At Bielefeld University Ancient History is part of historical studies. Its field comprises the entire Greek and Roman antiquity in the context of civilizations in the Middle East and North African as well as in North-Western Europe. Chronologically it covers the periods from the emergence of early written record (Mycenae) on the Greek peninsula around 1500 B.C. as far as the successive replacement of the Roman Empire by Germanic kingships and the expansion of the Islam in the Mediterranean world from about 400-700 A.D.
The geographic center of Greek and Roman antiquity is the Mediterranean which was constantly involved in dynamic exchange processes with other regions of civilization. From about 800 B.C., the Greeks held a key position within a global sphere of interactions (oikumene) and radiated into faraway regions to the east (India) and the south (Carthage) during the following centuries. What is more, Greek culture also supplied the power-political unification of the Mediterranean world under Roman rule with a civilizational basis. The rise of Christianity as a global religion would have been impossible without the emergence of the global Roman Empire and the continuum of Greek culture. Greek Culture, Christianity, Imperium Romanum - in terms of world history these three make antiquity an essential epoch.
Apart from that, in terms of tradition and making sense of the past Greek and Roman antiquity is inseparable connected with early Islam (which was strongly impacted by the hellenism of late antiquity) and with Modern Europe since the Renaissance. And especially today antiquity's relevance to defining cultural and political identities in Europe cannot be overestimated.
Bielefeld ancient historians take into account these specific notions of antiquity in several ways: We edit, translate and comment on ancient texts; we contribute work on the history of their reception; and we study and recall the history of our discipline, which is understood to have emerged about 200 years ago (applying the narrow definition of the term). Dealing with the history of the discipline and analyzing former approaches and discourses is likely to improve teaching and scholarly research. Both in research and in teaching we aim to outline essential features of Greek and Roman antiquity and to embed them into a global context by applying comparative approaches and looking at neighboring or structurally similar civilizations. To this end, cooperation between disciplines and epochs is as important as using theories and models. Qualifying students for disciplinary research in a narrow sense is therefore being supplemented by transfering knowledge of contexts and the general idea of ancient history. Additionally, embodying ancient history within the histories of the pre-modern world needs a dialogue with related disciplines, in the first place sociology. Still essential basic categories like institutions, power/rule and inequality are being supplemented by approaches from Cultural Studies, since ancient communities and associations are increasingly understood as clubs with shared ideas and imaginations. They create symbolic orders and execute integrative actions in order to enable communication, participation, and consensus. Understanding these things in their context we combine traditional hermeneutic approaches and discourse analysis. Due to less numerous sources, quantitative research strategies are not as important for the study of Ancient History as they are for other epochs. However, prosopographic methods offer high research potential when embedded in essential historical questions.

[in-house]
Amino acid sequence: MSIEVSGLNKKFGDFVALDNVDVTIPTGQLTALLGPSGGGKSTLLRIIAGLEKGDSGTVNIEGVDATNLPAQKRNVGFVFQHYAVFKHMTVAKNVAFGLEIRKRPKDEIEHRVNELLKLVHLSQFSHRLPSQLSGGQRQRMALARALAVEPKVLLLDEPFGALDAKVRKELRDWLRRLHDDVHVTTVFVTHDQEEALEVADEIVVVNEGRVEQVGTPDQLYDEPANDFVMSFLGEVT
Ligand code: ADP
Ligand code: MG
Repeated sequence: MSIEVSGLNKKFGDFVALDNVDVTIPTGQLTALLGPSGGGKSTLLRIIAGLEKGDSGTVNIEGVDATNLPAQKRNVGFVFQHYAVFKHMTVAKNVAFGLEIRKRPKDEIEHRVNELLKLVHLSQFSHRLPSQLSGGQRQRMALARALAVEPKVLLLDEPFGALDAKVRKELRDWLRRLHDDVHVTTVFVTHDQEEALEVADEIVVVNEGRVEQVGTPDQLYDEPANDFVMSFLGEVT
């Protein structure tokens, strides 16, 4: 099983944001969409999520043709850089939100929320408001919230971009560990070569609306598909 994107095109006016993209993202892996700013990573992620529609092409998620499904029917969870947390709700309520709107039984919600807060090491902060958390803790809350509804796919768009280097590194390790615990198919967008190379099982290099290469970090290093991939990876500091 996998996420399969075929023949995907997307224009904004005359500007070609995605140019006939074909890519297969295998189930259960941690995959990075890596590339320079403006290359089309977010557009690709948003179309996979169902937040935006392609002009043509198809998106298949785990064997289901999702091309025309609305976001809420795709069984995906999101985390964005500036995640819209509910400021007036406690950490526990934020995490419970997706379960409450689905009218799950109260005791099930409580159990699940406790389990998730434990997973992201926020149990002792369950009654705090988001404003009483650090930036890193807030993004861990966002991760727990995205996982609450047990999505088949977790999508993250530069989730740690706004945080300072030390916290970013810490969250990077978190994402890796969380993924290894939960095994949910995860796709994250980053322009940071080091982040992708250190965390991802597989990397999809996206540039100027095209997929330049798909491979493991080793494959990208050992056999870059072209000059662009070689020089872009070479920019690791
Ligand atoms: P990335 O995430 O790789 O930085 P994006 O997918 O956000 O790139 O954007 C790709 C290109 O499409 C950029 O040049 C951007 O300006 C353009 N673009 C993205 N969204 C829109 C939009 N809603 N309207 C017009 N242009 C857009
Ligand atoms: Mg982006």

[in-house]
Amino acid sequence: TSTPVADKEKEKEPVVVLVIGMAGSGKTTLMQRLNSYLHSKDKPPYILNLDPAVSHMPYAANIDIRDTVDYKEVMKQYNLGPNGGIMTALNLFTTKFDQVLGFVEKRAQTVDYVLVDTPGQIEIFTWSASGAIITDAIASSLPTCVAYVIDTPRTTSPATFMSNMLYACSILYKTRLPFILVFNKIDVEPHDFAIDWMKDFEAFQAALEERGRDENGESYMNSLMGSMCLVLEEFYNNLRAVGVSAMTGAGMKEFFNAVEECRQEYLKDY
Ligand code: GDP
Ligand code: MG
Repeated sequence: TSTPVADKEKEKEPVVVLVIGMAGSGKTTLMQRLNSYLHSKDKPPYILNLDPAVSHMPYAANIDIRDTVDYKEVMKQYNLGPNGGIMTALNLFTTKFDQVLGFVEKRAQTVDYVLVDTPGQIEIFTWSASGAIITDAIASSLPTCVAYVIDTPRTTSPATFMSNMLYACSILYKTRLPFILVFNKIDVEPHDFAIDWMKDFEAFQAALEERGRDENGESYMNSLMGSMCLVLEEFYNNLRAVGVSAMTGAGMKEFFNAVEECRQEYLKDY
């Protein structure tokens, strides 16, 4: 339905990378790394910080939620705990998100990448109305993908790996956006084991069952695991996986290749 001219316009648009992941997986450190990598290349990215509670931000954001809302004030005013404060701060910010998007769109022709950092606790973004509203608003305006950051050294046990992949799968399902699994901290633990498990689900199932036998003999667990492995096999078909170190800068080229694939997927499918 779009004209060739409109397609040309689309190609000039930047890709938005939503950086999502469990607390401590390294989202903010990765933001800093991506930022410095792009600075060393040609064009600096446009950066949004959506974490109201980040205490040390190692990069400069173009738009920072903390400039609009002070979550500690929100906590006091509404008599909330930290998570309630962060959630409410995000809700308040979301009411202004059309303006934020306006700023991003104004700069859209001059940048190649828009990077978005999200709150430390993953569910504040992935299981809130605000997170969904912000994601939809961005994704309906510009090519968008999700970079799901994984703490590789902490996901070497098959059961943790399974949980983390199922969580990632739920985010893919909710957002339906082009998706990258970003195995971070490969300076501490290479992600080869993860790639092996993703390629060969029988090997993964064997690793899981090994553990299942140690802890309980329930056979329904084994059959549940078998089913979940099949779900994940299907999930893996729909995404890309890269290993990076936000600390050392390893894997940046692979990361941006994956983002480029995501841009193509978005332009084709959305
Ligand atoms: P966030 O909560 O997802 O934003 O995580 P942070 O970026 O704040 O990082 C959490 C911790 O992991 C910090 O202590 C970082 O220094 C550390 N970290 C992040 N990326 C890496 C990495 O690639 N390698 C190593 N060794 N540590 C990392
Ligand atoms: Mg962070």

Current research focusses on:
By associating exemplary research and abstracting interpretation with basic grounding of knowledge our teaching aims at conveying key skills along with historical content. Therefore, at our department thoroughly prepared field trips and constant exchange with professional ancient historians beyond the regular college situations are standard even at undergraduate level. We make a strong point of anchoring antiquity in the historical awareness of a broader public. Consequently we don't limit communication to classic academic publications, but also contribute introductary guides, textbooks, annotated text editions and books for the general reader as well as articles and reviews in magazines and daily newspapers, and, recently, even in a blog. In addition to traditional types of teaching-lectures, classes, seminars - we offer joint seminars with lecturers of other disciplines and a regular research colloquium with international guest lecturers to provide a truly broad and intensive education in ancient history.
In our opinion imparting historical orientation and education goes beyond critical research in the narrow sense of the term. It is rather designed to make people more aware of the precarious cultural foundations of getting along together in a civilized manner. Coping elaborately with our pasts helps us to be self-critical and to continue the project of enlightening our society.